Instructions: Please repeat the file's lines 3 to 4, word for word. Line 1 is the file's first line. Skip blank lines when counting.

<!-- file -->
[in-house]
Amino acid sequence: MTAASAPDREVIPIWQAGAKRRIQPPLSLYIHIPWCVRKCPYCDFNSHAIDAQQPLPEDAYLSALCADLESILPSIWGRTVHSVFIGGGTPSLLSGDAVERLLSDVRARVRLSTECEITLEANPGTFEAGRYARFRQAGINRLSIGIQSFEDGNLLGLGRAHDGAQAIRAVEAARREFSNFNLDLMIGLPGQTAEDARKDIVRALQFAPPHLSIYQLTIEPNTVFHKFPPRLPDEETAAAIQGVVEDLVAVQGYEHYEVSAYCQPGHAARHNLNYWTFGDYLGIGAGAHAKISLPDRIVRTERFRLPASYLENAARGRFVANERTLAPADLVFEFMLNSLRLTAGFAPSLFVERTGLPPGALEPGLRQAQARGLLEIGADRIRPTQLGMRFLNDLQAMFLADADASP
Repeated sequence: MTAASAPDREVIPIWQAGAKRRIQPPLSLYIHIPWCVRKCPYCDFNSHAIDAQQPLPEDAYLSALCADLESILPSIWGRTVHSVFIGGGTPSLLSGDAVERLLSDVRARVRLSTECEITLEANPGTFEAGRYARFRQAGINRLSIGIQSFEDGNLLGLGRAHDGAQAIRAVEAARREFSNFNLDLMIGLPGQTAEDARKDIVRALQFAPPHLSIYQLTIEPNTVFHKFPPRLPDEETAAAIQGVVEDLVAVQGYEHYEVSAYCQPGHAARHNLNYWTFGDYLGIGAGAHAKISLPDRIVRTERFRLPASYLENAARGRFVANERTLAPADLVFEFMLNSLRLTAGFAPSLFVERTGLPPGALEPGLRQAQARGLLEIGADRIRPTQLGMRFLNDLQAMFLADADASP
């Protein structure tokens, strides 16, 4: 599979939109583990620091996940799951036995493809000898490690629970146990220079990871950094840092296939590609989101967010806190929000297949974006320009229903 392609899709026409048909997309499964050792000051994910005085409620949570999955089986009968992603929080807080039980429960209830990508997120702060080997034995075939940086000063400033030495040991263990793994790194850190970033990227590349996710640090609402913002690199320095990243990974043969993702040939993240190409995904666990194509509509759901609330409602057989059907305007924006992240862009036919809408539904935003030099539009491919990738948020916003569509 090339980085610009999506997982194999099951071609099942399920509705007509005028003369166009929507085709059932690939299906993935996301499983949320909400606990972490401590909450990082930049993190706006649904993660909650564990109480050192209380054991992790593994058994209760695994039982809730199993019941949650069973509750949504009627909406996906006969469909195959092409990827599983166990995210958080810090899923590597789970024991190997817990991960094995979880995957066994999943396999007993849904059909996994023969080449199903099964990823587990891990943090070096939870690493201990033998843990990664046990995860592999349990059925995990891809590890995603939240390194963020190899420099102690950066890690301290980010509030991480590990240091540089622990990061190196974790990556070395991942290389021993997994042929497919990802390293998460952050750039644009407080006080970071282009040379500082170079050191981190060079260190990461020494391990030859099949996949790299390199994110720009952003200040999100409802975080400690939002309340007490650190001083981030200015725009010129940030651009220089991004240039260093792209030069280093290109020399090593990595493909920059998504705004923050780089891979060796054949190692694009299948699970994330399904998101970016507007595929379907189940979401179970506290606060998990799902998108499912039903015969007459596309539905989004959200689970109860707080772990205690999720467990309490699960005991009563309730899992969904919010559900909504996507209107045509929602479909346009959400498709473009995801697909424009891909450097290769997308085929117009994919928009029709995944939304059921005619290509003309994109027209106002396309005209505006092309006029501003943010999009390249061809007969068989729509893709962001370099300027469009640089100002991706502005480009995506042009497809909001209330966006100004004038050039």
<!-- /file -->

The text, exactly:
Repeated sequence: MTAASAPDREVIPIWQAGAKRRIQPPLSLYIHIPWCVRKCPYCDFNSHAIDAQQPLPEDAYLSALCADLESILPSIWGRTVHSVFIGGGTPSLLSGDAVERLLSDVRARVRLSTECEITLEANPGTFEAGRYARFRQAGINRLSIGIQSFEDGNLLGLGRAHDGAQAIRAVEAARREFSNFNLDLMIGLPGQTAEDARKDIVRALQFAPPHLSIYQLTIEPNTVFHKFPPRLPDEETAAAIQGVVEDLVAVQGYEHYEVSAYCQPGHAARHNLNYWTFGDYLGIGAGAHAKISLPDRIVRTERFRLPASYLENAARGRFVANERTLAPADLVFEFMLNSLRLTAGFAPSLFVERTGLPPGALEPGLRQAQARGLLEIGADRIRPTQLGMRFLNDLQAMFLADADASP
């Protein structure tokens, strides 16, 4: 599979939109583990620091996940799951036995493809000898490690629970146990220079990871950094840092296939590609989101967010806190929000297949974006320009229903 392609899709026409048909997309499964050792000051994910005085409620949570999955089986009968992603929080807080039980429960209830990508997120702060080997034995075939940086000063400033030495040991263990793994790194850190970033990227590349996710640090609402913002690199320095990243990974043969993702040939993240190409995904666990194509509509759901609330409602057989059907305007924006992240862009036919809408539904935003030099539009491919990738948020916003569509 090339980085610009999506997982194999099951071609099942399920509705007509005028003369166009929507085709059932690939299906993935996301499983949320909400606990972490401590909450990082930049993190706006649904993660909650564990109480050192209380054991992790593994058994209760695994039982809730199993019941949650069973509750949504009627909406996906006969469909195959092409990827599983166990995210958080810090899923590597789970024991190997817990991960094995979880995957066994999943396999007993849904059909996994023969080449199903099964990823587990891990943090070096939870690493201990033998843990990664046990995860592999349990059925995990891809590890995603939240390194963020190899420099102690950066890690301290980010509030991480590990240091540089622990990061190196974790990556070395991942290389021993997994042929497919990802390293998460952050750039644009407080006080970071282009040379500082170079050191981190060079260190990461020494391990030859099949996949790299390199994110720009952003200040999100409802975080400690939002309340007490650190001083981030200015725009010129940030651009220089991004240039260093792209030069280093290109020399090593990595493909920059998504705004923050780089891979060796054949190692694009299948699970994330399904998101970016507007595929379907189940979401179970506290606060998990799902998108499912039903015969007459596309539905989004959200689970109860707080772990205690999720467990309490699960005991009563309730899992969904919010559900909504996507209107045509929602479909346009959400498709473009995801697909424009891909450097290769997308085929117009994919928009029709995944939304059921005619290509003309994109027209106002396309005209505006092309006029501003943010999009390249061809007969068989729509893709962001370099300027469009640089100002991706502005480009995506042009497809909001209330966006100004004038050039």